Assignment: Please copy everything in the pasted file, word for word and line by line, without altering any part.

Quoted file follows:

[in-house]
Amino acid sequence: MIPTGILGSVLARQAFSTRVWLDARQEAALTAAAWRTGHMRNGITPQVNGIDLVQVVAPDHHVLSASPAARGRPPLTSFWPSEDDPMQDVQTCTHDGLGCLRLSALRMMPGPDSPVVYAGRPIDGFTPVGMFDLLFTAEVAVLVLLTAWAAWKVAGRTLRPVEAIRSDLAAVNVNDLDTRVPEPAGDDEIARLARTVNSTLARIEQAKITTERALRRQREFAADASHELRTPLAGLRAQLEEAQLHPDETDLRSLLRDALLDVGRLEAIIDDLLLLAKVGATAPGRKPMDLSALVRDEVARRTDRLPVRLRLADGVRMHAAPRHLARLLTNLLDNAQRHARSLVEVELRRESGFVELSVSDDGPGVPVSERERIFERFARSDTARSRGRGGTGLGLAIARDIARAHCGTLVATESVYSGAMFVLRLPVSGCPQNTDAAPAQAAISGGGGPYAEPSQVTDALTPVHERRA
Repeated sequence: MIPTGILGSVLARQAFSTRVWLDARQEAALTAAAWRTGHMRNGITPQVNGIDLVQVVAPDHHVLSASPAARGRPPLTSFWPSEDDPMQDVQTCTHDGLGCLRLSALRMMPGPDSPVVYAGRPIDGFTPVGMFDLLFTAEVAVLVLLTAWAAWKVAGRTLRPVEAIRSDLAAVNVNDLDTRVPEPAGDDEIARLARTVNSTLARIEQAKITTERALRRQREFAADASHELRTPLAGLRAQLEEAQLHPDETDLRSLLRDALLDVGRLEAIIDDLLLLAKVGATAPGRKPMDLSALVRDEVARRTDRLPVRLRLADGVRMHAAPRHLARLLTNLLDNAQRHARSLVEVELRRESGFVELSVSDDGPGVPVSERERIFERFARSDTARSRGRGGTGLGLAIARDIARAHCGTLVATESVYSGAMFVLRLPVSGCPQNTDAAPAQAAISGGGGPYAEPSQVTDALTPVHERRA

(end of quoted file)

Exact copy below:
[in-house]
Amino acid sequence: MIPTGILGSVLARQAFSTRVWLDARQEAALTAAAWRTGHMRNGITPQVNGIDLVQVVAPDHHVLSASPAARGRPPLTSFWPSEDDPMQDVQTCTHDGLGCLRLSALRMMPGPDSPVVYAGRPIDGFTPVGMFDLLFTAEVAVLVLLTAWAAWKVAGRTLRPVEAIRSDLAAVNVNDLDTRVPEPAGDDEIARLARTVNSTLARIEQAKITTERALRRQREFAADASHELRTPLAGLRAQLEEAQLHPDETDLRSLLRDALLDVGRLEAIIDDLLLLAKVGATAPGRKPMDLSALVRDEVARRTDRLPVRLRLADGVRMHAAPRHLARLLTNLLDNAQRHARSLVEVELRRESGFVELSVSDDGPGVPVSERERIFERFARSDTARSRGRGGTGLGLAIARDIARAHCGTLVATESVYSGAMFVLRLPVSGCPQNTDAAPAQAAISGGGGPYAEPSQVTDALTPVHERRA
Repeated sequence: MIPTGILGSVLARQAFSTRVWLDARQEAALTAAAWRTGHMRNGITPQVNGIDLVQVVAPDHHVLSASPAARGRPPLTSFWPSEDDPMQDVQTCTHDGLGCLRLSALRMMPGPDSPVVYAGRPIDGFTPVGMFDLLFTAEVAVLVLLTAWAAWKVAGRTLRPVEAIRSDLAAVNVNDLDTRVPEPAGDDEIARLARTVNSTLARIEQAKITTERALRRQREFAADASHELRTPLAGLRAQLEEAQLHPDETDLRSLLRDALLDVGRLEAIIDDLLLLAKVGATAPGRKPMDLSALVRDEVARRTDRLPVRLRLADGVRMHAAPRHLARLLTNLLDNAQRHARSLVEVELRRESGFVELSVSDDGPGVPVSERERIFERFARSDTARSRGRGGTGLGLAIARDIARAHCGTLVATESVYSGAMFVLRLPVSGCPQNTDAAPAQAAISGGGGPYAEPSQVTDALTPVHERRA